Well, I failed my checkride. I shouldn’t have, but it happened. I had a bad day at the wrong time.
I watched the extended weather forecast for several days before the test. For most of that time, the reports were calling for scattered thunderstorms and gusty winds. On Sunday night though, the TAFs for the next day looked OK through about 1PM. After that, there was a chance of storms. Depending on which airport I looked at, the winds were forecast to be from a low of 12 knots gusting to 18 to a high of 17 knots gusting to 25. I seriously considered canceling once more but, I had already called the exam off three times and I wanted to get it done. I decided to go out to the airport and make a last minute decision based on the actual conditions.
The test was scheduled to begin at 9:30 and I was there about 45 minutes early. I looked over the airplane, checked the fuel and got the maintenance logs out. I was all set to go when the examiner arrived. I expressed my concern about the winds but, in the end, we decided to go ahead.
The oral portion of the exam took about an hour and a half and was no problem. I did not know the answer to every question but, I knew where to look them up. Overall, the DPE called my performance “superior” which was nice to hear. He said he knew I was worried about the weather and suggested we get going on the flight in hopes of avoiding the gusty winds that were forecast. As it turned out, we were already too late.
I preflighted the airplane, gave my “passenger” his briefing and we took off on the cross country I had planned. The first couple checkpoints passed under us as planned and then it was time to abandon the trip and start on maneuvers. I did steep turns, slow flight and power on turning stalls all to standards. I wasn’t asked for any power off stalls.
As I recovered from the last stall, the examiner told me that my engine was running rough. To make the point, he leaned the mixture until it really was rough and asked me what I was going to do. I turned toward the nearest airport, which happened to be Burlington and tried to trouble shoot my simulated engine trouble. Before I got close enough to the field to have the runway made, the mixture was pushed back in and the throttle pulled to idle. Now I had lost my engine completely and wouldn’t make it to the airport. I pitched for best glide, picked a field and started down for an emergency landing. I didn’t get very low before the examiner gave me the power back and announced that the emergency was over. Now he wanted me to enter the pattern for turf runway 19 at Burlington and to a soft field landing. That’s where the trouble started.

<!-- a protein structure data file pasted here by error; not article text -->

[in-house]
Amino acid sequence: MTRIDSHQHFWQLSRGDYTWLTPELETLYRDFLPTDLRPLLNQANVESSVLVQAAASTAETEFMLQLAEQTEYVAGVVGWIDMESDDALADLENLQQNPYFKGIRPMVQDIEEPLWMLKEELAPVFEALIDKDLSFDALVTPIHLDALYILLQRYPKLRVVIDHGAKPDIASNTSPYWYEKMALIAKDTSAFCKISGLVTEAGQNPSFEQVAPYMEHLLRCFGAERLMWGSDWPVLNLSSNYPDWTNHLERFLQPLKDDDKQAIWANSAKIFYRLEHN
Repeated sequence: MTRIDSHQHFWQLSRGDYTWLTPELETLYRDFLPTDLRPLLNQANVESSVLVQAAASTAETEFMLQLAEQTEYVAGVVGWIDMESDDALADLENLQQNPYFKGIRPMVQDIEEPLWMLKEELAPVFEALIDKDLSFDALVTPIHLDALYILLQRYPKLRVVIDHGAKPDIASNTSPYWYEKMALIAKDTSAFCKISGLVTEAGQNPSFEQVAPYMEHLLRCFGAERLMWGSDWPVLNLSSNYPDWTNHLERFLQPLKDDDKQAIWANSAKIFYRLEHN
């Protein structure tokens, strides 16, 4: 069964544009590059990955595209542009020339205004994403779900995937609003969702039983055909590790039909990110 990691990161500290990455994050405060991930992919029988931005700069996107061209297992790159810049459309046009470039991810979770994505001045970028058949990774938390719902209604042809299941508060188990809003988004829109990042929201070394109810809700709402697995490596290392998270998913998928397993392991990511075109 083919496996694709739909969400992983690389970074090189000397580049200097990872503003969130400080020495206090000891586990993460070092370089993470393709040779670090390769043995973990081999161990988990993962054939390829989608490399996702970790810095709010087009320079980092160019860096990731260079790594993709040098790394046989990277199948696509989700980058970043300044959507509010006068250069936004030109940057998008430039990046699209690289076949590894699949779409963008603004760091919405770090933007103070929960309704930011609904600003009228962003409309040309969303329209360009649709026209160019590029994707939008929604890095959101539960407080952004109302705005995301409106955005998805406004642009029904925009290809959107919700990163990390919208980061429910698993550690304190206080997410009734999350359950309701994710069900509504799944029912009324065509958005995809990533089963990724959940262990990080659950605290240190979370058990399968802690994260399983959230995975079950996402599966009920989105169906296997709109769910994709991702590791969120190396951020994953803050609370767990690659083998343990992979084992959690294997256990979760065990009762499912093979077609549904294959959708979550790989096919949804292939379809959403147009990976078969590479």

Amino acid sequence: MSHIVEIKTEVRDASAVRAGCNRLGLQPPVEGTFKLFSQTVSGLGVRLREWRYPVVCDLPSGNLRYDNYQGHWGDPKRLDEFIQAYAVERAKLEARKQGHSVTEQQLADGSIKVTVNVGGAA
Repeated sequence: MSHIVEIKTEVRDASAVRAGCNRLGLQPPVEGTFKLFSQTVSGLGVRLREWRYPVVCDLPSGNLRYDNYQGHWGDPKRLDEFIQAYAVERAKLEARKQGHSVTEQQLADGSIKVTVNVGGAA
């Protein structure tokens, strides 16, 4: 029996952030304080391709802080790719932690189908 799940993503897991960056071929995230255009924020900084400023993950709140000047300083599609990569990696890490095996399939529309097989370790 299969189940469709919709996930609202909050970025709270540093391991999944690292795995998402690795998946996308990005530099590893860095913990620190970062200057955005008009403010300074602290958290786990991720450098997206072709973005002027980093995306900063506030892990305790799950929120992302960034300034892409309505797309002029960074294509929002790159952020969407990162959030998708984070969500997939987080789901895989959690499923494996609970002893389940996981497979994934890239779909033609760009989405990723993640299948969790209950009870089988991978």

I just could not get a nice soft landing on the grass strip. While we were doing the high work, the winds had picked up down below. The AWOS was reporting winds 220 variable to 270 at 14 gusting to 24. I could blame my trouble on the gusty winds but, really, I should have been able to do better than I did despite the conditions. The examiner gave me three tries in all (one a power off simulated engine out landing) and all of them were firm rather than soft. I was also not holding enough crosswind correction on any of them so we were off the centerline every time. After the third poor one, he called it off and we started back toward Waukegan. On the way, he had me to some S-turns and turns around a point. Then, he picked a road and told me to fly directly over it, following the turns. This was my ground tracking exercise in place of a rectangular course. I had to hold a large crab angle because of the strong wind but, I stayed over the road.
So, in the end, I failed. The PTS areas I will have to be retested on are crosswind landings, soft field landings, emergency power off landings and hood work (which we skipped on the first exam). I will meet with Sandy when she gets back from her vacation and we will make a plan to do a few flights and then schedule the retest.
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